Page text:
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coupling questions

heatingFun
heatingFun Member Posts: 84
There are different descriptions about the coupling like the following. What are the differences?



1. 1" copper coupling with stop;

2. 1" copper C x C coupling with stop;

3. 1" copper pressure C x C coupling with stop;

4. 1" copper ring coupling;





Which one I should use for my hot water heating piping?



why the coupling without stop is more expensive than with stop?

Comments

  • Couplings

    Wow! I guess you're not a plumber. These are basic questions. Not trying to make you feel bad, but...........



    You really shouldn't need any couplings if it's a new installation, but they are always good to have on hand in case of a boo-boo. Normal couplings are a dime-a-dozen; the ones without stops are more expensive because they are used less often and considered a speciality. At our (West Coast) supply houses, they are called, no-stop couplings or repair couplings and they are also good to have on hand in case of a boo-boo where you can't move either side of the pipe.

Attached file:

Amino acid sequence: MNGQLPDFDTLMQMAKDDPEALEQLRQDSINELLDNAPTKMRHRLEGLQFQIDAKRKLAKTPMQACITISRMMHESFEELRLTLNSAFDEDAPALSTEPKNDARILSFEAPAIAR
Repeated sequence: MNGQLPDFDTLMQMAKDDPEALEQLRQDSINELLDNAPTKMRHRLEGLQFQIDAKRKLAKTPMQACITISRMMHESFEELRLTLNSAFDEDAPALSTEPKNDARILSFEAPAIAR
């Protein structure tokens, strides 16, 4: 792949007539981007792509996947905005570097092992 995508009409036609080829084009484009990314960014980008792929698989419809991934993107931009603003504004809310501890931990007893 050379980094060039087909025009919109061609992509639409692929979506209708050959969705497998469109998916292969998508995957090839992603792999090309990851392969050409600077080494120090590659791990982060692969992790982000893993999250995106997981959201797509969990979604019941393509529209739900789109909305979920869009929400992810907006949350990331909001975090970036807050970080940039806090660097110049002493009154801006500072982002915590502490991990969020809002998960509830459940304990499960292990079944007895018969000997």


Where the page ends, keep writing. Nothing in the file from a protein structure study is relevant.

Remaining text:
Your items #1, #2 and #3 are all a description of the same item and you can use any of them for your project. Item #4, I'm clueless.



    Just a suggestion, you may want to pick up a couple of C x C sweat unions; whatever sizes you are using. They are not cheap, but it will become evident to you when you need them and how valuable they are as a time saver and a way to avoid frustration.
    Often wrong, never in doubt.
  • icesailor
    icesailor Member Posts: 7,265
    edited February 2014
    #4:

    #4 is just another term for #1, #2, and #3.

    Also known as "Slip Couplings".

    As far as the use of "repair couplings", I never left the shop without checking to see if I had couplings AND a few repair couplings. You just never knew when you might need one and NOTHING else will do. It was usually used when connecting into old work. You never know how handy they are until you really need one.

    As a rule, if you have a house freeze up and a lot of splits, blow outs, and split baseboards, you can buy enough repair couplings to fix anything that might come along for less than the cost of one copper union. That you might accidently solder together is you don't have a proper technique for doing so. (Been there, done that)

    If you're crawling along in a crawl space, and you come upon two couplings less than 6" apart and one doesn't have a ring or a dimple, it's probably a repair coupling.

    Like clean underwear in your overnight bag. Don't leave home without it.
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